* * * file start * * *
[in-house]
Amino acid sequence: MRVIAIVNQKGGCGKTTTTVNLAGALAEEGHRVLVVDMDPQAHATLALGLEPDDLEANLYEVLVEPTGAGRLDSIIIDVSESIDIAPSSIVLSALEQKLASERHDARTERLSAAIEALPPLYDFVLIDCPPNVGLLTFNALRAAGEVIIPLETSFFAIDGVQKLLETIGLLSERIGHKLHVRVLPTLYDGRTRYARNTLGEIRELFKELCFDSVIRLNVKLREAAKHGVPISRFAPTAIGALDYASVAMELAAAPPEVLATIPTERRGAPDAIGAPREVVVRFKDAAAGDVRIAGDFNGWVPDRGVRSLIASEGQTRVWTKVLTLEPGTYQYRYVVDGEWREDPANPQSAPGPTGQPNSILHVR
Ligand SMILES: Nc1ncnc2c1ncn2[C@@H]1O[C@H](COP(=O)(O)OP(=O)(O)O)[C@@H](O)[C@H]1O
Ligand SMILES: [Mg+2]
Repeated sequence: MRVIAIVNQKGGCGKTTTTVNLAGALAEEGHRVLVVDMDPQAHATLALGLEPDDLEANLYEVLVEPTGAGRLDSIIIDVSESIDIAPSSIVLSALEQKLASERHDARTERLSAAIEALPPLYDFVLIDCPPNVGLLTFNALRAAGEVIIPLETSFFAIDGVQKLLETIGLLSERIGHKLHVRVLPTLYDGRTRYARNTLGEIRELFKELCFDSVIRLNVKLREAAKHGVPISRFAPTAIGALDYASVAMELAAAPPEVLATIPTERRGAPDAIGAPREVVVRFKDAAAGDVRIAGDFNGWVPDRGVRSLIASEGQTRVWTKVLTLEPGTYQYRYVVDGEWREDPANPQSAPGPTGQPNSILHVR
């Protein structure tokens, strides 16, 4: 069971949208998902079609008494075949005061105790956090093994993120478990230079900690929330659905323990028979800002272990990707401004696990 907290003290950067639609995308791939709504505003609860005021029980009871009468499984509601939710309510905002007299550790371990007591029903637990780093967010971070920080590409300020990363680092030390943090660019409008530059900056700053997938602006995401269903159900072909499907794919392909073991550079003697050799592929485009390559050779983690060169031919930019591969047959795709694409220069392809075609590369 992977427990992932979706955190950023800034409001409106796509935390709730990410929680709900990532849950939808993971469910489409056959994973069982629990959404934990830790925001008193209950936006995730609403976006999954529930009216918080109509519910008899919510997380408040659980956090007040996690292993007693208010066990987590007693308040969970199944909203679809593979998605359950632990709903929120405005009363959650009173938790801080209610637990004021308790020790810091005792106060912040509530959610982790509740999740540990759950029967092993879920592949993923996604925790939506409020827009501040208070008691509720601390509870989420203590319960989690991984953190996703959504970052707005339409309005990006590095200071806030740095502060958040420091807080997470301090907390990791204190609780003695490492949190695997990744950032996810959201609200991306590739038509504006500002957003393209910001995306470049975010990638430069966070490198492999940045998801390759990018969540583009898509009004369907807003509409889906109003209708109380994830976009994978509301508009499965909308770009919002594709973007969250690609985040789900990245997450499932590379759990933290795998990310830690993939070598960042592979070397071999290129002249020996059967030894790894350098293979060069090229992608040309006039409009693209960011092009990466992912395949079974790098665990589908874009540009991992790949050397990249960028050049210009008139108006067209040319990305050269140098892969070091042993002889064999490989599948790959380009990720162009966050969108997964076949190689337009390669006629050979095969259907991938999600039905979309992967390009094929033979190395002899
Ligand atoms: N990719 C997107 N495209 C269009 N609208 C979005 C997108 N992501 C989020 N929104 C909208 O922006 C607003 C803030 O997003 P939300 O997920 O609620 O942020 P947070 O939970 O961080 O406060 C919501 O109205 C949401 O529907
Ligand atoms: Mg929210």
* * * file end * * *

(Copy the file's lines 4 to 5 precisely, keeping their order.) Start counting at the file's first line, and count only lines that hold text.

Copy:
Ligand SMILES: [Mg+2]
Repeated sequence: MRVIAIVNQKGGCGKTTTTVNLAGALAEEGHRVLVVDMDPQAHATLALGLEPDDLEANLYEVLVEPTGAGRLDSIIIDVSESIDIAPSSIVLSALEQKLASERHDARTERLSAAIEALPPLYDFVLIDCPPNVGLLTFNALRAAGEVIIPLETSFFAIDGVQKLLETIGLLSERIGHKLHVRVLPTLYDGRTRYARNTLGEIRELFKELCFDSVIRLNVKLREAAKHGVPISRFAPTAIGALDYASVAMELAAAPPEVLATIPTERRGAPDAIGAPREVVVRFKDAAAGDVRIAGDFNGWVPDRGVRSLIASEGQTRVWTKVLTLEPGTYQYRYVVDGEWREDPANPQSAPGPTGQPNSILHVR